Pharos-Tribune

Opinion

January 5, 2014

CEPEDA: A path to immigration compromise?

(Continued)

Legal permanent residents have the right to unrestricted equal employment — even in many federal jobs — due process and, in some jurisdictions, permission to vote and hold public office at the local level. They just can’t vote in federal elections or hold federal elective office.

And on the topic of civic participation, one need only look at the largely successful national campaigns by “undocumented and unafraid” immigrants to know that voting isn’t the only way to participate, vigorously, in America’s political process.

Legal permanent residents can persuade others to vote for any office, canvass, make campaign contributions, and volunteer and raise money for candidates and political organizations. They can also contact their officials and the media, and they can protest, petition and boycott.

Mexicans know this — they represent the largest percentage of legal permanent residents (25.4 percent) and the largest percentage of those who are eligible to naturalize (31.1 percent), according to DHS. But their rate of naturalization — 36 percent — is only half that of legal immigrants from all other countries combined, according to an early 2013 analysis by Pew.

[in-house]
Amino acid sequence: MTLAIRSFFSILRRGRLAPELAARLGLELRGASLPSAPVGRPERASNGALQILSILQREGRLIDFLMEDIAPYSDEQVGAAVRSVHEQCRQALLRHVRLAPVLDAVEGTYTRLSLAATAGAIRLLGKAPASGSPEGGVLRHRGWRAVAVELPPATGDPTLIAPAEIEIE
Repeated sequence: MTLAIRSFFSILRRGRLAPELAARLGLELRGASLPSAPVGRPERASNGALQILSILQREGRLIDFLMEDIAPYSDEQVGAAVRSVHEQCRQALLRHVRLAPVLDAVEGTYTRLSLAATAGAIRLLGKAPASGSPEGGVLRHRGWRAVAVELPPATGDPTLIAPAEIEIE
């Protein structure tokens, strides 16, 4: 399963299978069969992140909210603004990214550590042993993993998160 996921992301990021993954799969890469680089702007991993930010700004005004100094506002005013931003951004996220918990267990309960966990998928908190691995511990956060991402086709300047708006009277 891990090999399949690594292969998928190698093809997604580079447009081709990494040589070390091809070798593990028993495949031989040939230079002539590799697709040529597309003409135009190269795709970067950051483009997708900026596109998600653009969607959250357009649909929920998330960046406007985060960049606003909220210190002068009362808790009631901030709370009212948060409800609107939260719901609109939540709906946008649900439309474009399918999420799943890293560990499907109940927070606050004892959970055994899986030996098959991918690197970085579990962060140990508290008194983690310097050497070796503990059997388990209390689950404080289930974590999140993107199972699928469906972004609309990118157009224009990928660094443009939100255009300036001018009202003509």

The immigrant advocacy groups, politicians and other parties who are invested in immigration reform solely for the purpose of creating a perpetual Democrat-leaning voting bloc are both cynical and misguided.

They have been playing high-stakes poker by pushing citizenship-only plans on Republicans who fundamentally disagree with bestowing the cherished right of citizenship on people who broke laws in order to come to this country -- and then demonizing such lawmakers for not compromising.

And, so far, these activists and their supporters have been winning. Poll after poll shows that immigrants and other minorities tend to look upon Republicans as people who are intolerant of them based solely on country of origin, skin color or native language.

The losers? They’re the car washers, dishwashers, busboys, maids, nannies, physical laborers and other immigrants who aren’t reading political blogs all day and don’t understand that their protectors are setting them up for an all-or-nothing political confrontation that has so far yielded nothing.

Compromise already! Ditch the politics, legalize the 11.7 million who aren’t a threat to their communities or national security, secure the border and let’s move on.

Esther Cepeda’s email address is estherjcepeda@washpost.com. Follow her on Twitter, @estherjcepeda.

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